Monday, August 16, 2010



I took a notion last year that I'd set out a strawberry patch or bust. It was one-half acre exactly. When I finished the harvest, I had taken in $367.47. Expense for pickers was $47, at the rate of three cents a quart. I had to market the berries all myself as Hubby was too busy in the fields. Sometimes I made two trips a day to town, a distance of 14 miles. My little girl helped carry them in from the patch.

Oh, yes, of course I had to neglect my housework, but now after it is all over I'm going to make everything clean and pretty and will have a nice little roll in the bank besides.

Does it pay for a farmer's wife to have a business of her own? I'll let the rest of you argue about the question. But I will say that I think that there are some females who need responsibility to make them real women.--Mrs. W.G., Ohio


My cookies looked very nice with their two raisins shining through the thin wrapping paper. They were taken to our curb market with other farm produce and my husband soon became known as "the cookie man." I sold for twenty-five cents a dozen, but if I lived where eggs were always high, I would get thirty cents. Soon the demand exceeded the supply. They were bought to be mailed as gifts, eaten at curb and even carried home by near neighbors. I also baked shredded-wheat bread in one and one-quarter pound loaves, selling at fifteen cents. One daughter and sometimes two, helped me.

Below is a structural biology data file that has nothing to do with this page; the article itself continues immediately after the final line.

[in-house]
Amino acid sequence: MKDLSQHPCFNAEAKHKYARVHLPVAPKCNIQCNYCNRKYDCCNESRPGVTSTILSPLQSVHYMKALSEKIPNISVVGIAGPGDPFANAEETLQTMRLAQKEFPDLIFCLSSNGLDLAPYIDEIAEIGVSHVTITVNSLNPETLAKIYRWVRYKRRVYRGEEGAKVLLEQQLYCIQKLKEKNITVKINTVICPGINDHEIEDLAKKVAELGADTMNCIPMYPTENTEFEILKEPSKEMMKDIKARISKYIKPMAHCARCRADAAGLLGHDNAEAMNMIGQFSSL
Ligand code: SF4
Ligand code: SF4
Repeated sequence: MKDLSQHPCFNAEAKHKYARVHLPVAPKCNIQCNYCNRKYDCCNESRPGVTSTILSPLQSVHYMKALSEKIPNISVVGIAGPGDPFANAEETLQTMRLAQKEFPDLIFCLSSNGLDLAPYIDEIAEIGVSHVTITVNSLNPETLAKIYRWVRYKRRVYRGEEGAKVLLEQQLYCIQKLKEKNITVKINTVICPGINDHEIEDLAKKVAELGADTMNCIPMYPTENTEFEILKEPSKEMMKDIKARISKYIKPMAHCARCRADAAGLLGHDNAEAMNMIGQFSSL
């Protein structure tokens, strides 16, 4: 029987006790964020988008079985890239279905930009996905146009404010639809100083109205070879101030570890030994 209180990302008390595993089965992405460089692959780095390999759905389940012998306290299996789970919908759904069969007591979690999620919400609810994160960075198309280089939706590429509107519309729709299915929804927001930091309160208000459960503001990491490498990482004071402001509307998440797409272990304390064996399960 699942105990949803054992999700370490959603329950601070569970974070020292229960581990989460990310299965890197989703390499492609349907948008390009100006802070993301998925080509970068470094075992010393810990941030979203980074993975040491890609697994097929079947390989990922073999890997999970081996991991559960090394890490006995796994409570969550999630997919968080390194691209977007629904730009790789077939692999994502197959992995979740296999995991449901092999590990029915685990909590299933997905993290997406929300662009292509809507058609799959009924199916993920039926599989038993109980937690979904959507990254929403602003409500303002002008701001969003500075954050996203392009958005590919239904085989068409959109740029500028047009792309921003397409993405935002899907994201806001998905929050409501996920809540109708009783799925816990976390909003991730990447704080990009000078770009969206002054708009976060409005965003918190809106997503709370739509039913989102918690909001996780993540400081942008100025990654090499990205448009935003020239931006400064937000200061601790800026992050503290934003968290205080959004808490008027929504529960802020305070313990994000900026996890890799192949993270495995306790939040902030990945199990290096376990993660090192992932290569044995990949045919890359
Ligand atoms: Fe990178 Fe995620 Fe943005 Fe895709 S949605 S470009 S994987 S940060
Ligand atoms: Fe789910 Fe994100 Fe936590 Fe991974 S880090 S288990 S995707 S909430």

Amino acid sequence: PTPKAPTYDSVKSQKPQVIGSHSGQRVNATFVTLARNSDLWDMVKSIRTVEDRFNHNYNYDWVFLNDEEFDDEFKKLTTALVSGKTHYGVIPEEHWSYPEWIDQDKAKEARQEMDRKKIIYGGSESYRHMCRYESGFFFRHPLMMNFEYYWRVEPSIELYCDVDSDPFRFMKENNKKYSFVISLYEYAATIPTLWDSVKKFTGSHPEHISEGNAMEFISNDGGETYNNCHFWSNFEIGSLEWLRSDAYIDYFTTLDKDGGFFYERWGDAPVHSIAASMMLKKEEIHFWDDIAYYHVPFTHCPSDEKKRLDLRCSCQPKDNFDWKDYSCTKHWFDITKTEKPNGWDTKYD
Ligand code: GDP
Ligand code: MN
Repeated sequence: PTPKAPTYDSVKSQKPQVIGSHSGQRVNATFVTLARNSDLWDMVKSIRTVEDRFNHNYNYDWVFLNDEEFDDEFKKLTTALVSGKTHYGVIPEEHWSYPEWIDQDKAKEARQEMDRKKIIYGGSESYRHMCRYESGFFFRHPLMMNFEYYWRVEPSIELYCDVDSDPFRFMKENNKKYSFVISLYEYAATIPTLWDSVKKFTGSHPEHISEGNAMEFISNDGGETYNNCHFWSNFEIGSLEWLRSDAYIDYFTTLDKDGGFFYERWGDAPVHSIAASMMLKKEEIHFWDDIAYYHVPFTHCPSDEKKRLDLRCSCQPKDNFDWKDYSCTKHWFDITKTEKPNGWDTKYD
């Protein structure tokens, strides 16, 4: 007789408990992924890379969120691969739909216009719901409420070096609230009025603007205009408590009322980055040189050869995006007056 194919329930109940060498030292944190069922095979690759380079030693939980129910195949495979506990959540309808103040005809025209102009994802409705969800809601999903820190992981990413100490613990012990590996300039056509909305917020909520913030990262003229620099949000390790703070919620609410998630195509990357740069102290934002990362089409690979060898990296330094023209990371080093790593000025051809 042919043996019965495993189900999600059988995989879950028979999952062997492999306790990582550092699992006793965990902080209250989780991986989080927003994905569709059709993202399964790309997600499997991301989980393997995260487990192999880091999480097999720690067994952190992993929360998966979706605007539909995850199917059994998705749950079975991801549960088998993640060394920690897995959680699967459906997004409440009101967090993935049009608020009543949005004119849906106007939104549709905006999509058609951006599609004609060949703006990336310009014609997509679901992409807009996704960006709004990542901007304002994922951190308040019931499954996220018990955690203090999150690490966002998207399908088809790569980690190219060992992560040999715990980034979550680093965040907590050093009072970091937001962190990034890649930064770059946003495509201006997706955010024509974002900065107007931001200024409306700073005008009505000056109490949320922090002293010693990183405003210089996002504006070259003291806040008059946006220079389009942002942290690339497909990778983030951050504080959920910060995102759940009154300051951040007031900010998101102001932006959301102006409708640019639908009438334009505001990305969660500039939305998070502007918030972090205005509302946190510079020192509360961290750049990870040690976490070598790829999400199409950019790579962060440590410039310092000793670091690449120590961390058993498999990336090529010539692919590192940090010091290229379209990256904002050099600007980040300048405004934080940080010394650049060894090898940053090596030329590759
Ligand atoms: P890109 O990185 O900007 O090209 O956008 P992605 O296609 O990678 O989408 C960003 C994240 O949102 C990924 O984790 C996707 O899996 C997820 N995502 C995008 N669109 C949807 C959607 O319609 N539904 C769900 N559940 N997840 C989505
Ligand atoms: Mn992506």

My first venture was only two dozen. These "old-fashioned sugar cookies" can not be bought in shops and I am greatly indebted to The Farmer's Wife (for giving me the idea.)--Another Cookie Lady, New York.